Robbed-bit signaling

In communication systems, robbed-bit signaling (RBS) is a scheme to provide maintenance and line signaling services on many T1 digital carrier circuits using channel-associated signaling (CAS). The T1 carrier circuit is a type of dedicated circuit currently employed in North America and Japan.


The T1 circuit is divided into 24 channels, each carrying 8,000 samples per second, each 8 bits long. The Super Frame (SF) consist of 12 frames of 24 channels. The DS1 designation consist of 24 frames called, Extended Super Frame (ESF). In either designation, these channels are multiplexed together and sample at 8000 bit/s. In the superframe, ten frames are utilized entirely for voice/data and two are utilized partially for voice. Hence, each of the two partial frames yields 7×8000 bit/s = 56 kbit/s for voice data per channel, compared to the 8×8000 bit/s = 64 kbit/s per channel in the other frames.[1]

PCM T-Carrier Hierarchy[2]
T1 Carrier Designation DS Designation Speed
FT1 DS0 64 kbit/s
T1 DS1 1.544 Mbit/s
T2 DS2 6.312 Mbit/s
T3 DS3 44.376 Mbit/s
T4 DS4 274.176 Mbit/s

Intuitively, 5 out of 6 frames have 8-bit resolution equal to 64 kbit/s (8 bits × 8,000 samples per second = 64 kbit/s) and 1 out of every 6 frames has a 7-bit resolution (7 bits × 8,000 samples per second = 56 kbit/s). The distortion effect on voice and data signals is negligible when a modem is used for modulation. However, for a 64 kbit/s digital signal the data will render errors when a data signal is transmitted. If such is the case the robbed-bit signaling should be turned off.

Bit robbing

The robbed-bit signal scheme is used in the super frame circuit (SF). It takes the least significant bit of every sixth channel and utilizes it to convey on or off hook, and busy signal status on telephone lines. The first bit of every six is called A bit, the second bit is called B bit.[3]

RBS was developed at the time that AT&T was moving from analog trunks onto digital equipment. This permitted AT&T to run 24 digital phone lines on the same number of wires that 2 analog phone lines would have taken, saving money and improving call quality, without the high cost of frequency-division multiplexing.

As in other carrier systems, the physical properties of an actual trunk wire are missing. With analog trunks, to signal the equipment at the far end that a trunk was going to be used, equipment would "loop" the line by connecting the wires together at one end or ground start one of the wires (depending on the type of trunk), and do the opposite to return the trunk to idle. With a digital trunk, another method was needed to signal between ends.

To do this, signaling equipment "steals" the eighth bit of each channel on every sixth frame (see Super Frame and Extended Super Frame) and replaces it with signaling information. This means that the low-order bit on every sixth sample in every DS0 carried on the T1, in either direction, is replaced by signaling information. Simple PCM-encoded voice is not very sensitive to losing these data in a few of its lower-order bits, so it doesn't cause much degradation of voice quality; however, when carrying data, the difference is significant, reducing the available usable data rate by 12.5%. With full 64 kbit/s, a voice channel has a signal-to-noise ratio of 37 decibels (dB). At 56 kbit/s, a voice channel has a signal to noise ratio of 31 dB. As only every sixth least-significant bit is robbed, the signal to noise ratio will be somewhere between 31 and 37 dB. However, since individual T1 links are not in general synchronized to one another, a DS0 passing along several concatenated, unsynchronized, T1 spans may have its lower bit stolen in more than one frame, frequently making real-world performance closer to the lower-bound than the upper bound of signal-to-noise performance.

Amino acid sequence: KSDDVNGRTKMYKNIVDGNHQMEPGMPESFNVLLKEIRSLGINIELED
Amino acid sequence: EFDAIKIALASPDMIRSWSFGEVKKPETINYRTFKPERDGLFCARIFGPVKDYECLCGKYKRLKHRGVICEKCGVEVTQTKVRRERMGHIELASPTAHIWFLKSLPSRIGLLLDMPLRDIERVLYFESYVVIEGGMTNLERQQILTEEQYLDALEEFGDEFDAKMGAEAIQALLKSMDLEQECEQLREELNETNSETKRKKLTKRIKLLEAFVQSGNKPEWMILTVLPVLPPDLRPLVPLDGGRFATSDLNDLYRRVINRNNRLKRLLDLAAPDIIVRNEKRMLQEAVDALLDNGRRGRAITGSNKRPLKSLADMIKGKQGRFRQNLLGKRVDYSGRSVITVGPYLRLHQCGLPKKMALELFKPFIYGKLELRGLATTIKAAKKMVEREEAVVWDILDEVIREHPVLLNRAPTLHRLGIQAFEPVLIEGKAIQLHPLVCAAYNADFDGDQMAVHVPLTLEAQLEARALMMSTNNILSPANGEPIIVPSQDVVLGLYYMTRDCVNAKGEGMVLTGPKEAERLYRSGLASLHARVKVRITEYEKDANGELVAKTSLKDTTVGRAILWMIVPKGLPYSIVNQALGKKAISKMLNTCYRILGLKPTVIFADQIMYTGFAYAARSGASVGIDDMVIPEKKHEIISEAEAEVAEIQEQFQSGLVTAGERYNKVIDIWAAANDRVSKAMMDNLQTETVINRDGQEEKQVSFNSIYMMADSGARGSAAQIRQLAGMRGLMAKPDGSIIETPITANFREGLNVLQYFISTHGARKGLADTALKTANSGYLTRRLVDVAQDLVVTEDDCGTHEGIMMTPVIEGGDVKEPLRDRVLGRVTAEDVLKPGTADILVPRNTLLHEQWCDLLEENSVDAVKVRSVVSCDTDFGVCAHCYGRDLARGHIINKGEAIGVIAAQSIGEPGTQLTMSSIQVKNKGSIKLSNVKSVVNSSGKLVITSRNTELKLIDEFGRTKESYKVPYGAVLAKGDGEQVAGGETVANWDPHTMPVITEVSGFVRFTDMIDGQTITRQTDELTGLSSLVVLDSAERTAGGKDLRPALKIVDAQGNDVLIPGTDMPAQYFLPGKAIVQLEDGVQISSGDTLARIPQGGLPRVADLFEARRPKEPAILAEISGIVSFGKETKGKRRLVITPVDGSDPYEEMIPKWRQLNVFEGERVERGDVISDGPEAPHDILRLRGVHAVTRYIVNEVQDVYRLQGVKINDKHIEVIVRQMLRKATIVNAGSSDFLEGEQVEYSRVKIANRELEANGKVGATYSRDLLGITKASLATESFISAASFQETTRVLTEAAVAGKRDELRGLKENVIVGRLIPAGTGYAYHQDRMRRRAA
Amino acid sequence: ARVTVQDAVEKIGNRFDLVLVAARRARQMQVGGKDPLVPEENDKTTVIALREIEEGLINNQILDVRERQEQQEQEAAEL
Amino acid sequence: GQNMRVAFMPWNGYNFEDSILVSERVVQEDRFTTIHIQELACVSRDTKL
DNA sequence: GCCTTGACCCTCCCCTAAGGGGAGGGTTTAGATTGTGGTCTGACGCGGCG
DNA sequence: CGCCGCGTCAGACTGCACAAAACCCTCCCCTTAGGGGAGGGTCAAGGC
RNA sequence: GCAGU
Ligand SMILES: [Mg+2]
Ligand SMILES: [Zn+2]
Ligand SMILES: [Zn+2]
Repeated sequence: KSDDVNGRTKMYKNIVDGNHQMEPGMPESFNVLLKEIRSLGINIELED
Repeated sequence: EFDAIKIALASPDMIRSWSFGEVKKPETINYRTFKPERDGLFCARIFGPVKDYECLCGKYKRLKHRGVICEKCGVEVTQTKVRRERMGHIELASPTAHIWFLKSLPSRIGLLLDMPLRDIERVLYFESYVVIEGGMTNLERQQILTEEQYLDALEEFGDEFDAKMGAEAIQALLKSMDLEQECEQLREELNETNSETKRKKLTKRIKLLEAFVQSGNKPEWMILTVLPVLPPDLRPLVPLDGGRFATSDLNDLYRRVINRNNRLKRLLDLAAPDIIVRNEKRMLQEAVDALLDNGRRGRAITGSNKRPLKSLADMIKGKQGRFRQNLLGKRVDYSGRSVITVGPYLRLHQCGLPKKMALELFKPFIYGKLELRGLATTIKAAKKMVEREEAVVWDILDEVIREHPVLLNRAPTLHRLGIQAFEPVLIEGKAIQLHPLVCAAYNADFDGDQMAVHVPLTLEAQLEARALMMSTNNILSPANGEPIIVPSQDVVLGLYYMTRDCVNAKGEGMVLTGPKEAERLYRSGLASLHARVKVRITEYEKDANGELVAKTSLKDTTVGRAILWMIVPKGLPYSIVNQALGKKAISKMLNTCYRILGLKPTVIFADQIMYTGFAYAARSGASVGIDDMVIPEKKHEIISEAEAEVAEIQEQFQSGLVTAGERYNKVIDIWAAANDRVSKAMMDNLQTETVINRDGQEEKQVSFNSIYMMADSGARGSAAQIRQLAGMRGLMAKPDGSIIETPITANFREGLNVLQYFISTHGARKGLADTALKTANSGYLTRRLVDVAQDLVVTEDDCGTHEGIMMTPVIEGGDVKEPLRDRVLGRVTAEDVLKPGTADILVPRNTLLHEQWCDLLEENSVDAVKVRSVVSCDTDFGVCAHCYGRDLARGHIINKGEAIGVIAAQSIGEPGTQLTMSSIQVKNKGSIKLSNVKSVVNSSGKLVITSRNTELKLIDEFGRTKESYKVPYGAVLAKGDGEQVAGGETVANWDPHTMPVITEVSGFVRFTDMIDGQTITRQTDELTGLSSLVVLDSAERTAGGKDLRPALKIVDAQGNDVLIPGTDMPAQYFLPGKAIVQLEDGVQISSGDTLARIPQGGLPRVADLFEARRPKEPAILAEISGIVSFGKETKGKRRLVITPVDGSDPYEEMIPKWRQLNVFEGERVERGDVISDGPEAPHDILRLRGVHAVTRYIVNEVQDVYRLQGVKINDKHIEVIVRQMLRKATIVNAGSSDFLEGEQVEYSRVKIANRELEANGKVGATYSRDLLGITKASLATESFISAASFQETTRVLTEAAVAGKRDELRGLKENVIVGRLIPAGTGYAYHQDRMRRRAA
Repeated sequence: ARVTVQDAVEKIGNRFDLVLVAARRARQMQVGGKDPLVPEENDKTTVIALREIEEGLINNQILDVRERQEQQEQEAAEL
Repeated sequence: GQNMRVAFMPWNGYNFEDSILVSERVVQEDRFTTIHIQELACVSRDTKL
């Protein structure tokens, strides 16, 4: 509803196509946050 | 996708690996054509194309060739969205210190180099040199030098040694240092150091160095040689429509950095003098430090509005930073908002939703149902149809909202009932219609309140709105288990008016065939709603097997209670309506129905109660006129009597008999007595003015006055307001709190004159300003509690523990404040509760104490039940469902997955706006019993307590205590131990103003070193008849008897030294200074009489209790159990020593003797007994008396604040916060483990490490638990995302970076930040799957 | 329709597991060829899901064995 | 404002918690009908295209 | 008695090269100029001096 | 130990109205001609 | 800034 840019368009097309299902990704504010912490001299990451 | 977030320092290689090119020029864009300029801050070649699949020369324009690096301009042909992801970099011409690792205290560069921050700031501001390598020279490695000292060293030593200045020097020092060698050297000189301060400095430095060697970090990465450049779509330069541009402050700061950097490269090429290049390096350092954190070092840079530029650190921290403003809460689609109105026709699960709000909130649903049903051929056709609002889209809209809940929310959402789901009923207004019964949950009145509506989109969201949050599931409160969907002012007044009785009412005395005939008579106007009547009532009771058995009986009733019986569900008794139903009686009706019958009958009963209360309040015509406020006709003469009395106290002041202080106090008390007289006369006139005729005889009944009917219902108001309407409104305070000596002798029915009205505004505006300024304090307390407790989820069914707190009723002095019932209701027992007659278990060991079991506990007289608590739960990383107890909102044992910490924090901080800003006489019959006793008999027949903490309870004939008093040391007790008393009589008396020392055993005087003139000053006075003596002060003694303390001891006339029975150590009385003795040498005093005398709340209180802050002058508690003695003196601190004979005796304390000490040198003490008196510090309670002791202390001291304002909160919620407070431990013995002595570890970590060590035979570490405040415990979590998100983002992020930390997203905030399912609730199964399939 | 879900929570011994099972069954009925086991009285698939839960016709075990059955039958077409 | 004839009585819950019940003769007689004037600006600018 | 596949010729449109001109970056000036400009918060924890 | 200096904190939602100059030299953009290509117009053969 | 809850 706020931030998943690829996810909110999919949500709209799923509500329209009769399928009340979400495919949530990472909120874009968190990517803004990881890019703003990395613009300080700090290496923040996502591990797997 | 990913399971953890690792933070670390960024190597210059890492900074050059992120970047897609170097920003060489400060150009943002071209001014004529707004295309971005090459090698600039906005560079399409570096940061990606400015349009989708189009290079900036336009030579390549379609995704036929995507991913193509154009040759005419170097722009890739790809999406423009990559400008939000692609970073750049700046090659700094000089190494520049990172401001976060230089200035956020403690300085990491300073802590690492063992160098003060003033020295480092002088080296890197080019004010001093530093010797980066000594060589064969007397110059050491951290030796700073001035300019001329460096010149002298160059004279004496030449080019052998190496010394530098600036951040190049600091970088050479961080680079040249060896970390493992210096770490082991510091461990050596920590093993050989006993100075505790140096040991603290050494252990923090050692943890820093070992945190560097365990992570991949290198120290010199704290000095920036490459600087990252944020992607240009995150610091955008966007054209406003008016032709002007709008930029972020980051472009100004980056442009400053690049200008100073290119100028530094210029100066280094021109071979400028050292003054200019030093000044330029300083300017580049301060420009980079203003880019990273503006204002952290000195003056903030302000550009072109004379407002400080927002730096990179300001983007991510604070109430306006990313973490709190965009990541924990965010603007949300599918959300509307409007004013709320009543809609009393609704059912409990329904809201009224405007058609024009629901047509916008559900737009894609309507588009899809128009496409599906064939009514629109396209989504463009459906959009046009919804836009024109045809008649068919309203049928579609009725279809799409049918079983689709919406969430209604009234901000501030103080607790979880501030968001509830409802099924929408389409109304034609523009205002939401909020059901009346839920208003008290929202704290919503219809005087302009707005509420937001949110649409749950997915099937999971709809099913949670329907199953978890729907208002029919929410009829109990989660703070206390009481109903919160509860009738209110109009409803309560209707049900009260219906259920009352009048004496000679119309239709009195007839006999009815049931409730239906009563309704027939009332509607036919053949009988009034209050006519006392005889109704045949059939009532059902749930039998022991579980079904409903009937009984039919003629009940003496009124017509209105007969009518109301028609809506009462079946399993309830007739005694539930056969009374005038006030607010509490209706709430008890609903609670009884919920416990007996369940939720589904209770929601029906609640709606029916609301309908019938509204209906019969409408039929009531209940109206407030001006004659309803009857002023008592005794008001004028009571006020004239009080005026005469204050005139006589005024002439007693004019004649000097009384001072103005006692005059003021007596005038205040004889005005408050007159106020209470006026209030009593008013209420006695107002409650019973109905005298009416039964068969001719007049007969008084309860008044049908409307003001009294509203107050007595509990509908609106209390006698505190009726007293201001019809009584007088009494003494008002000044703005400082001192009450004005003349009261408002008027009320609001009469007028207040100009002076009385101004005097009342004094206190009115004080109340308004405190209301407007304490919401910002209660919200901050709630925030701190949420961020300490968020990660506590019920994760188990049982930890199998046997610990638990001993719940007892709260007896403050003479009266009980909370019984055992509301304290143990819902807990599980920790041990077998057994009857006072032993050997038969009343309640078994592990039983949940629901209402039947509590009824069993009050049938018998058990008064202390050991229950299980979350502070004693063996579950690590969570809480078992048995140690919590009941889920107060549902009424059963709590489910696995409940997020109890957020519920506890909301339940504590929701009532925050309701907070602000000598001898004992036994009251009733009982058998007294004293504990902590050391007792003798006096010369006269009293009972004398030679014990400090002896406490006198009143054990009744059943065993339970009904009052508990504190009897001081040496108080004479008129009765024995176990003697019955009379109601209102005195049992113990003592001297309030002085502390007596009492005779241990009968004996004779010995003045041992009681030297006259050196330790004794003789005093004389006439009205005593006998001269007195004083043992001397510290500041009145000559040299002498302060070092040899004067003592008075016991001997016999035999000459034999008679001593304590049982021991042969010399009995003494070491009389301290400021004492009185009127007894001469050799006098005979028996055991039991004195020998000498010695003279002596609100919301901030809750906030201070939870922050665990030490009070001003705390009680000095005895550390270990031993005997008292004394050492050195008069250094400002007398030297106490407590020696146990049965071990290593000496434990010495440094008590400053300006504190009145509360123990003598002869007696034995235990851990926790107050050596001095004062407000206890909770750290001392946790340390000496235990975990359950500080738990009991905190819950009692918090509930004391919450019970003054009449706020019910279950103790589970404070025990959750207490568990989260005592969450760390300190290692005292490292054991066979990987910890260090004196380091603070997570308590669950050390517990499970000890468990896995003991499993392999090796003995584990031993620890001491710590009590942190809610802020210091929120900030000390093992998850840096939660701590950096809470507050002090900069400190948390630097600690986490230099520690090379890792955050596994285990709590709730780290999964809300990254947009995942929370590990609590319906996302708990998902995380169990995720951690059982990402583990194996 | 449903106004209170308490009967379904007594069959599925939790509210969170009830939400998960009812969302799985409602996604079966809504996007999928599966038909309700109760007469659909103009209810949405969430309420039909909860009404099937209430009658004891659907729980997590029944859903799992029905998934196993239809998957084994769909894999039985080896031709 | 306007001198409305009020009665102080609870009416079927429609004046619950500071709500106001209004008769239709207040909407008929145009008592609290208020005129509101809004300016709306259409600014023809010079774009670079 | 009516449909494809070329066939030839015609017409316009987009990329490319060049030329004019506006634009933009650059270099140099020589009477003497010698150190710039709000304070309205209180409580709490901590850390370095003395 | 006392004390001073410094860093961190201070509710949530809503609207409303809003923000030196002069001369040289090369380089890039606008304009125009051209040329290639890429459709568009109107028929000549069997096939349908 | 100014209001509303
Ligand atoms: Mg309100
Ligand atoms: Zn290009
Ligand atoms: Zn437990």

Robbed-bit signaling can have an effect on audio quality under certain circumstances. When a voice call is connected to a quiet termination, as can happen when on hold in a PBX that does not have music on hold or comfort noise enabled, and certain types of framing circuits are used, the noise due to robbed-bit signaling can be heard in the handset as a faint 1333 Hz tone, this frequency being a result of low-bit corruption at a rate of 8000 Hz / 6 = 1333 Hz. This is normally not a very noticeable problem, but if the audio path contains in-line speech compression, such as G.729, the tone can be amplified and modulated by the compression algorithm to the point of annoyance to the user.

With Super Frame framing, the robbed bits are named A and B. With Extended Super Frame, the same stream is divided into four bits, named A, B, C, and D. The meanings of these bits depend on what type of signaling is provisioned on the channel. The most common types of signaling are loop start, ground start, and E&M.

Unlike T1 systems, most telephone systems in the world use E1 systems that transparently pass all 8 bits of every sample. Those systems use a separate out-of-band channel to carry the signaling information.


  1. Green, Harry. The Irwing Handbook of Telecommunications. New York: McGraw-Hill, 2000.
  2. Dennis, Jerry Fitzgerald & Alan. Business Data Communications and Networking. Hoboken: John Wiley & Sons Inc, n.d.
  3. Tanenbaum, Andrew S.. Computer Networks. Upper Saddle River: Prentice Hall PTR, 2003
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